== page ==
From the Urban Libraries Council Exchange, February 2008
If you’re listening to the presidential debates, you know immigration continues to be a hot issue in America. Foreign-born residents now constitute nearly 13% of the American population, a rate not seen since 1910. A new report from the Urban Libraries Council (ULC) entitled “Welcome, Stranger: Public Libraries Build the Global Village” reports on trends for the spread of immigration into new cities, and the role public libraries play in welcoming and settling new residents.
“Although every library operates in a unique local context, patterns of library outreach to New Americans can be grouped under five broad strategies for successful immigrant inclusion and community adaptation,” say authors Danielle Milam and Rick Ashton, both of ULC.
First, libraries are playing a central role in the collection of formal and informal data on settlement patterns and needs of the New Americans in their communities. Libraries are on the front lines of their neighborhoods, gathering information directly from those in need of services. “Especially in cities that have not been traditional immigrant destinations, libraries are often leading their communities in the discovery and description of immigrants’ needs and concerns,” say Milam and Ashton.
As an information clearinghouse, libraries can build more effective programs in-house, and can also provide vital feedback to other community service agencies that can shape and enhance outreach to immigrants.
Second, libraries are effectively responding to the biggest barrier for new arrivals: language. Innovations in signage, websites, collections, and provisions of basic services in the first languages of their new residents, make the library more usable, more effective, and far more welcoming.
Third, is the libraries’ ability to build English capacity, the most important factor in immigrants’ chances for success. “Public libraries are expanding their reach to new residents. Early literacy and family literacy programs are preparing young children for school. Adult English instruction is equipping learners with better life skills and job opportunities. With schools and other learning providers as partners, libraries are also delivering focused programs on job hunting, health and nutrition and other survival needs.” Say Milam and Ashton.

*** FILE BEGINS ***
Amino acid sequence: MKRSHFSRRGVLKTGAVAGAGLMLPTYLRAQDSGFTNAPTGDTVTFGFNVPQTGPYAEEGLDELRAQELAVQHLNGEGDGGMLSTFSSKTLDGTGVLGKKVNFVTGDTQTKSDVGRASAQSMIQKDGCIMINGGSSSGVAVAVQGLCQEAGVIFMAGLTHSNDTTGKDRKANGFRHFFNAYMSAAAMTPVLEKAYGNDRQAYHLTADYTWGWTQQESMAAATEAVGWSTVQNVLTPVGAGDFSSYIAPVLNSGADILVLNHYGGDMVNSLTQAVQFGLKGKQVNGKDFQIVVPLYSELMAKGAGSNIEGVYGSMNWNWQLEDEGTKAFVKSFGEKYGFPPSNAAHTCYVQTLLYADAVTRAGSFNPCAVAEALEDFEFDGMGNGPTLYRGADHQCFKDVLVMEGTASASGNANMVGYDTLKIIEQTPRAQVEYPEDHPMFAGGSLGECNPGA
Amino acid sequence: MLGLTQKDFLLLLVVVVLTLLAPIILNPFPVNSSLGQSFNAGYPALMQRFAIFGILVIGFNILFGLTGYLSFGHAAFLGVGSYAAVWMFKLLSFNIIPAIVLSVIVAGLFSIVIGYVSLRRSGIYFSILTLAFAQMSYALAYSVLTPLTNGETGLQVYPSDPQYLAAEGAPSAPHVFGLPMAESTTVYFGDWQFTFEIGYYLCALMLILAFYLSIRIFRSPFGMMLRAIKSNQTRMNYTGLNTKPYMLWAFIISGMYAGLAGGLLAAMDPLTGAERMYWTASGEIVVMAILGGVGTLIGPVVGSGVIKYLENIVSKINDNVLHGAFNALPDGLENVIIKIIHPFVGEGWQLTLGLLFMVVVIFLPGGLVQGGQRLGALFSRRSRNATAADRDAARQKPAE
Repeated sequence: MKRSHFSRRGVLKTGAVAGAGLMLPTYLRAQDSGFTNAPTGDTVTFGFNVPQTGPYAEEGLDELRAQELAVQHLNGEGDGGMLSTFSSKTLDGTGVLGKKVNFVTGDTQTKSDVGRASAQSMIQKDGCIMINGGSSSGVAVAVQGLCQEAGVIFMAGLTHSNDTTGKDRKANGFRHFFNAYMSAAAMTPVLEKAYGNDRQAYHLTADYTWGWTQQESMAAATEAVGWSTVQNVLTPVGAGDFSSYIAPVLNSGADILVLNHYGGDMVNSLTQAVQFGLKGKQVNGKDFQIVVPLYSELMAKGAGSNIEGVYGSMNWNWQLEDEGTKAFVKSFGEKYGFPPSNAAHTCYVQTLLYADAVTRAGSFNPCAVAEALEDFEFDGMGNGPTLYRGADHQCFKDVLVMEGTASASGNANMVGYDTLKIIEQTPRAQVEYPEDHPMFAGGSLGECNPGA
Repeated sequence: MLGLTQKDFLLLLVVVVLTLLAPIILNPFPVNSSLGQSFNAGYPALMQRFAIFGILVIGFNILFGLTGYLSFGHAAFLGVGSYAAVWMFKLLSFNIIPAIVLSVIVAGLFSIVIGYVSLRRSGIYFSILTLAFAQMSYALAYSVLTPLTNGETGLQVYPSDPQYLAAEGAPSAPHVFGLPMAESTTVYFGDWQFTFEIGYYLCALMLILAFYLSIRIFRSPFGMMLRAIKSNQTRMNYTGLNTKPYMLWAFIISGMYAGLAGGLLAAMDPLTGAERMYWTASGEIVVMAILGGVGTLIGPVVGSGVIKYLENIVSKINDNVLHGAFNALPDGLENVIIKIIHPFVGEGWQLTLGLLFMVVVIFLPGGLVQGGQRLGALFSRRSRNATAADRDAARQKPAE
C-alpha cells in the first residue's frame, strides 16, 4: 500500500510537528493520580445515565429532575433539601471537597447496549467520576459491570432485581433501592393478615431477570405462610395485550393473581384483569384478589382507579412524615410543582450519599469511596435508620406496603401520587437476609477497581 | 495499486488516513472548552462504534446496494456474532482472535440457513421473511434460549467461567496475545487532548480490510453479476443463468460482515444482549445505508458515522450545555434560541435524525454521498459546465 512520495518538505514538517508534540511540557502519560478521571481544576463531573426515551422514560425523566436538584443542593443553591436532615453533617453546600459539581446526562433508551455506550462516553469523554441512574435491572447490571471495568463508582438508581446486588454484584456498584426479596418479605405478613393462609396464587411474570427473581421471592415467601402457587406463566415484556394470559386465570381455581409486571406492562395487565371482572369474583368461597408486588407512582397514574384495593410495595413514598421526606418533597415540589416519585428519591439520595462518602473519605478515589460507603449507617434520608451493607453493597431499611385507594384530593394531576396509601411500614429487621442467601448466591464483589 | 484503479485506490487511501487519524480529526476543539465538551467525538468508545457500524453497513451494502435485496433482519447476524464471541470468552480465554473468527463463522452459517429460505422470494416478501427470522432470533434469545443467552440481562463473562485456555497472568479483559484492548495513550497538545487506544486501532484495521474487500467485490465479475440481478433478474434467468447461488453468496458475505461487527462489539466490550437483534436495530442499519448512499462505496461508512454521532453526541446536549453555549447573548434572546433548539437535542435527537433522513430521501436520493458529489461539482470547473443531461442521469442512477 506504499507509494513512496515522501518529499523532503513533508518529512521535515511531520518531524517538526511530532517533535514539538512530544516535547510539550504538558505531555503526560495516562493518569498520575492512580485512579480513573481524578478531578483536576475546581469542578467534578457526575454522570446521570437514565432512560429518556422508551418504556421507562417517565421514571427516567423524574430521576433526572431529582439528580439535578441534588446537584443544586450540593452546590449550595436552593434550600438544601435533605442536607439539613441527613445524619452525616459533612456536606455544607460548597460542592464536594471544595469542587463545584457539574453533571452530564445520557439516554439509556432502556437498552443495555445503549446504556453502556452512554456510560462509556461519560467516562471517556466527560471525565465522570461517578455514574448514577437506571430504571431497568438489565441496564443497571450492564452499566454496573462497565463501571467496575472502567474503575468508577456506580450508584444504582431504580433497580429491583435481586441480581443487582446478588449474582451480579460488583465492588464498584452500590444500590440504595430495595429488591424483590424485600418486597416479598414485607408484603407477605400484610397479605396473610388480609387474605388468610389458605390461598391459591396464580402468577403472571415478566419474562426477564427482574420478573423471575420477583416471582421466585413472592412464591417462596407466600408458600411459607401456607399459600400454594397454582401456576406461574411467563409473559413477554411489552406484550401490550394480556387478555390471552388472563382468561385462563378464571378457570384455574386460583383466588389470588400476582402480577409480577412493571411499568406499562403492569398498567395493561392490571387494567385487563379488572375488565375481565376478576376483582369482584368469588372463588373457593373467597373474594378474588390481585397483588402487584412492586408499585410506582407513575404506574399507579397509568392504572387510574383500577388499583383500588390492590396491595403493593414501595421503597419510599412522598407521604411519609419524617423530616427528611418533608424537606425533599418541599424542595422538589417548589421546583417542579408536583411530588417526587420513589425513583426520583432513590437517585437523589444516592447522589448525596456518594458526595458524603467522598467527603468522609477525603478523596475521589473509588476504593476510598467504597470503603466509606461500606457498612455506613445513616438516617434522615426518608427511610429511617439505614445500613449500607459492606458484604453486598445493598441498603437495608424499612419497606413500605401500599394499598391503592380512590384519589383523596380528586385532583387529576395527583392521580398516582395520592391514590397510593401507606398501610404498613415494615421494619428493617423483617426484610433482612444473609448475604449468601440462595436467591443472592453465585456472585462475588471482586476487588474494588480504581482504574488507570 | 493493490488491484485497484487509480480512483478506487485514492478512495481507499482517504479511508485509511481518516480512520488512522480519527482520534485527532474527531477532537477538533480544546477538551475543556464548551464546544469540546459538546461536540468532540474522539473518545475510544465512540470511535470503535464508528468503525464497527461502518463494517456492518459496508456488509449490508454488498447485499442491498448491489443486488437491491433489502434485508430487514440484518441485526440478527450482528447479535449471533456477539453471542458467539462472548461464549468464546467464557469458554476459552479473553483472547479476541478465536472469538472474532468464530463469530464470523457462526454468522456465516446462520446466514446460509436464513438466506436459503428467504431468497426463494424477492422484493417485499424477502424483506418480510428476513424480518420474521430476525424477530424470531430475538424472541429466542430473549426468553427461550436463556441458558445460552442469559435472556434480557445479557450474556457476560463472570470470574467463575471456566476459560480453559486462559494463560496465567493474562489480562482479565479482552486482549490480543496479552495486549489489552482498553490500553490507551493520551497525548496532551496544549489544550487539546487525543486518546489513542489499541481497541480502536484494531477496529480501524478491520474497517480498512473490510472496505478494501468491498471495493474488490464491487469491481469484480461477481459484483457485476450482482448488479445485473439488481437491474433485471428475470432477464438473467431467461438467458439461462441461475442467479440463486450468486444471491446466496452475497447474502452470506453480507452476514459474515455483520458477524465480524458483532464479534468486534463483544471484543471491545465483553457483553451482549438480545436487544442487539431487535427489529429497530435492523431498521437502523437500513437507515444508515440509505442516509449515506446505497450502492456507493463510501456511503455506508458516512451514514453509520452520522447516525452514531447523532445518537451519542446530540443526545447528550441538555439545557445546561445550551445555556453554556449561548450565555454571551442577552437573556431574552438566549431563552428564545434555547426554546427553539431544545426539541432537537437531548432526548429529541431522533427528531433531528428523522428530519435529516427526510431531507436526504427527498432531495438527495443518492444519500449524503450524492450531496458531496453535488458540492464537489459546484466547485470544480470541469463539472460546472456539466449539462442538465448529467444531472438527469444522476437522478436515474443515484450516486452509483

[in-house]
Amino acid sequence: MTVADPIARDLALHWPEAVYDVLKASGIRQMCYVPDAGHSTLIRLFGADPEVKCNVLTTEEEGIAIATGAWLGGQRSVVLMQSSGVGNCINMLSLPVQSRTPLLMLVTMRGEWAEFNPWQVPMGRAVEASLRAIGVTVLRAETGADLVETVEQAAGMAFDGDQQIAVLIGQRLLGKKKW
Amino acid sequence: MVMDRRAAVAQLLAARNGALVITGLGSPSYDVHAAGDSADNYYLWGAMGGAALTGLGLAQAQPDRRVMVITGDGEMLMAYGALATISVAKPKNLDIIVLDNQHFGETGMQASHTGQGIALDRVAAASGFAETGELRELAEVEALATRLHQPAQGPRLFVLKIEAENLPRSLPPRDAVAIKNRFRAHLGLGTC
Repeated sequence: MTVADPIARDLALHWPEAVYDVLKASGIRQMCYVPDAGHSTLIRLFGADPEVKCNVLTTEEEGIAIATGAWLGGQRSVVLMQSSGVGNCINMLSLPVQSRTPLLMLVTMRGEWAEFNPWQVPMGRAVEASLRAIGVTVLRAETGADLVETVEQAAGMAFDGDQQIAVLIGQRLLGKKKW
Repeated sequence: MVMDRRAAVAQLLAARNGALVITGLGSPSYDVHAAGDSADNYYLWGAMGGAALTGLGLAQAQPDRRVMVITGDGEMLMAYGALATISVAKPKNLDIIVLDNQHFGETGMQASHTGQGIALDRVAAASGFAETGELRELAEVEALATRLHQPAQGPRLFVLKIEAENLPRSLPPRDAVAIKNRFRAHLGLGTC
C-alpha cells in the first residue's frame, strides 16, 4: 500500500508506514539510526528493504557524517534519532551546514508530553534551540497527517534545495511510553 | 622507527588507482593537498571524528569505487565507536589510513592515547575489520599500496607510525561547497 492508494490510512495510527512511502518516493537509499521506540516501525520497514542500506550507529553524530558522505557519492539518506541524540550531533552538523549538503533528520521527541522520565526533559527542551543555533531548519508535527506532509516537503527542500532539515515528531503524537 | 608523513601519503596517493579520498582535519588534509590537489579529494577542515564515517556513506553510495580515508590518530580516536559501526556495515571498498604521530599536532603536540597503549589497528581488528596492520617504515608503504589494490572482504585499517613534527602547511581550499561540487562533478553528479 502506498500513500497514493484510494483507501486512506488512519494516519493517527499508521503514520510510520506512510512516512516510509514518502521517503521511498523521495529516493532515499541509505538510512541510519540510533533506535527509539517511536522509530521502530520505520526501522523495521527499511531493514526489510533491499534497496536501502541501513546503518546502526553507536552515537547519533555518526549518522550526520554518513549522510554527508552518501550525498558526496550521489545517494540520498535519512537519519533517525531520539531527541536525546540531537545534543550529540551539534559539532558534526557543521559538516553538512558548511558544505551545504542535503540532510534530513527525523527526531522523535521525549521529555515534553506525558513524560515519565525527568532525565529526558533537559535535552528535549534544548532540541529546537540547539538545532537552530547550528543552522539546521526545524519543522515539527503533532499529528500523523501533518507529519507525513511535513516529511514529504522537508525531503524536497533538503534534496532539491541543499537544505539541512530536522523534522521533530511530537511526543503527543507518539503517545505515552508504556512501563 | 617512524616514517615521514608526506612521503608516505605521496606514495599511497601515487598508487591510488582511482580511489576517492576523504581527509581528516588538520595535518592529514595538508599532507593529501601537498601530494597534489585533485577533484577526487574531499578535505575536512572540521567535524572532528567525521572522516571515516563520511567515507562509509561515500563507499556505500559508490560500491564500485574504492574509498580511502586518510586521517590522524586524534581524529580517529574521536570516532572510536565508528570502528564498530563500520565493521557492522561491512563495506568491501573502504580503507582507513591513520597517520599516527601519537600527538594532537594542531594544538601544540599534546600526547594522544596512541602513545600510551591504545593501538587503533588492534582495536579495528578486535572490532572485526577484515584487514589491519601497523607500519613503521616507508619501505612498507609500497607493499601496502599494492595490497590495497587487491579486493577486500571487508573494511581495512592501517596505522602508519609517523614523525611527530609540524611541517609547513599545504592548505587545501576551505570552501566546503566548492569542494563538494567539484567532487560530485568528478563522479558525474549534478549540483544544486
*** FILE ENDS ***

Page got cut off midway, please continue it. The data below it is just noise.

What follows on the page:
The fourth success strategy is to help foreign-born residents find local agencies and institutions for support, improving opportunities for work, education, health services, and housing. Milam and Ashton note language barriers, geographic isolation, and culture shock can be significant impediments for New Americans in finding such agencies.
Perhaps the most interesting and innovative way libraries are contributing to successful immigration is their ability to jump-start civic engagement. “Libraries encourage both community inclusion and newcomer participation. Using their historic role as strong, unbiased public spaces, dedicated to learning and exploration, they are fostering public discussion of the challenges faced by both newcomers and the communities receiving them,” say Milam and Ashton.
“Welcome, Stranger: Public Libraries Build the Global Village” explores these five strategies in detail, providing examples of the ways innovative libraries are putting these steps to work in their communities. Visit www.urbanlibraries.org for more information.
This article appears with permission courtesy of the Urban Libraries Council. The Urban Libraries Council is a membership organization of North America’s premier public library systems and the corporations that serve them. ULC serves as a forum for sharing best practices resulting from targeted research, education and future forecasting. For more information on ULC membership or publications please visit www.urbanlibraries.org or contact email@example.com.
Immigrant Services @ your library